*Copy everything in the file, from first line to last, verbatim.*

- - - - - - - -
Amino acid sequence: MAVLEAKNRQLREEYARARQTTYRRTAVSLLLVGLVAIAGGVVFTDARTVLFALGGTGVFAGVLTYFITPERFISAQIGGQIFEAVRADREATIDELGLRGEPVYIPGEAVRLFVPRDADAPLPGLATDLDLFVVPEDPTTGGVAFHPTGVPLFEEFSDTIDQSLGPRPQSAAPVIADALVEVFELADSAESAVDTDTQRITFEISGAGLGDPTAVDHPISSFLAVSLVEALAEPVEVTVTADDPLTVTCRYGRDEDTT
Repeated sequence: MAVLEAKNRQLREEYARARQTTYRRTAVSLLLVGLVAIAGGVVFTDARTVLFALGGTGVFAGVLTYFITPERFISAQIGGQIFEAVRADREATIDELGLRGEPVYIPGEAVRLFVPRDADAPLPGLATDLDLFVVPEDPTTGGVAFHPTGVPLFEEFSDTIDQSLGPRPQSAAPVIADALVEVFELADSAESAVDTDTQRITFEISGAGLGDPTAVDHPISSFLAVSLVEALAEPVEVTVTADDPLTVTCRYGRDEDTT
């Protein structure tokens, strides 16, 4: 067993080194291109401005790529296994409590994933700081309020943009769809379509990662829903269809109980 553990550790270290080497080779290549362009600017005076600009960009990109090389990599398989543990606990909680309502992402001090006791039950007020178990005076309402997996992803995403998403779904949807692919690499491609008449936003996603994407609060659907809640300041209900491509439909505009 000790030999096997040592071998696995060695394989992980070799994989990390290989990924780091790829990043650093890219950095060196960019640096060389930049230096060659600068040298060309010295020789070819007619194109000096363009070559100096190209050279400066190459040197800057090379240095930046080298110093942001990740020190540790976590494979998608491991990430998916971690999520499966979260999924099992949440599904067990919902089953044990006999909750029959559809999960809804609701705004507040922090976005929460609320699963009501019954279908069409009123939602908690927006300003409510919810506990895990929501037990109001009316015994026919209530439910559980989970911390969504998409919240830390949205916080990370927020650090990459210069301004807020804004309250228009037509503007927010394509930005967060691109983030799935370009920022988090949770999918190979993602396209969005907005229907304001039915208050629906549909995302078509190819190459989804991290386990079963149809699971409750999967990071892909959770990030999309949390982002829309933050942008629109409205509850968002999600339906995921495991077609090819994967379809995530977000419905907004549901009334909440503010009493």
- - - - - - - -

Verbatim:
Amino acid sequence: MAVLEAKNRQLREEYARARQTTYRRTAVSLLLVGLVAIAGGVVFTDARTVLFALGGTGVFAGVLTYFITPERFISAQIGGQIFEAVRADREATIDELGLRGEPVYIPGEAVRLFVPRDADAPLPGLATDLDLFVVPEDPTTGGVAFHPTGVPLFEEFSDTIDQSLGPRPQSAAPVIADALVEVFELADSAESAVDTDTQRITFEISGAGLGDPTAVDHPISSFLAVSLVEALAEPVEVTVTADDPLTVTCRYGRDEDTT
Repeated sequence: MAVLEAKNRQLREEYARARQTTYRRTAVSLLLVGLVAIAGGVVFTDARTVLFALGGTGVFAGVLTYFITPERFISAQIGGQIFEAVRADREATIDELGLRGEPVYIPGEAVRLFVPRDADAPLPGLATDLDLFVVPEDPTTGGVAFHPTGVPLFEEFSDTIDQSLGPRPQSAAPVIADALVEVFELADSAESAVDTDTQRITFEISGAGLGDPTAVDHPISSFLAVSLVEALAEPVEVTVTADDPLTVTCRYGRDEDTT
């Protein structure tokens, strides 16, 4: 067993080194291109401005790529296994409590994933700081309020943009769809379509990662829903269809109980 553990550790270290080497080779290549362009600017005076600009960009990109090389990599398989543990606990909680309502992402001090006791039950007020178990005076309402997996992803995403998403779904949807692919690499491609008449936003996603994407609060659907809640300041209900491509439909505009 000790030999096997040592071998696995060695394989992980070799994989990390290989990924780091790829990043650093890219950095060196960019640096060389930049230096060659600068040298060309010295020789070819007619194109000096363009070559100096190209050279400066190459040197800057090379240095930046080298110093942001990740020190540790976590494979998608491991990430998916971690999520499966979260999924099992949440599904067990919902089953044990006999909750029959559809999960809804609701705004507040922090976005929460609320699963009501019954279908069409009123939602908690927006300003409510919810506990895990929501037990109001009316015994026919209530439910559980989970911390969504998409919240830390949205916080990370927020650090990459210069301004807020804004309250228009037509503007927010394509930005967060691109983030799935370009920022988090949770999918190979993602396209969005907005229907304001039915208050629906549909995302078509190819190459989804991290386990079963149809699971409750999967990071892909959770990030999309949390982002829309933050942008629109409205509850968002999600339906995921495991077609090819994967379809995530977000419905907004549901009334909440503010009493």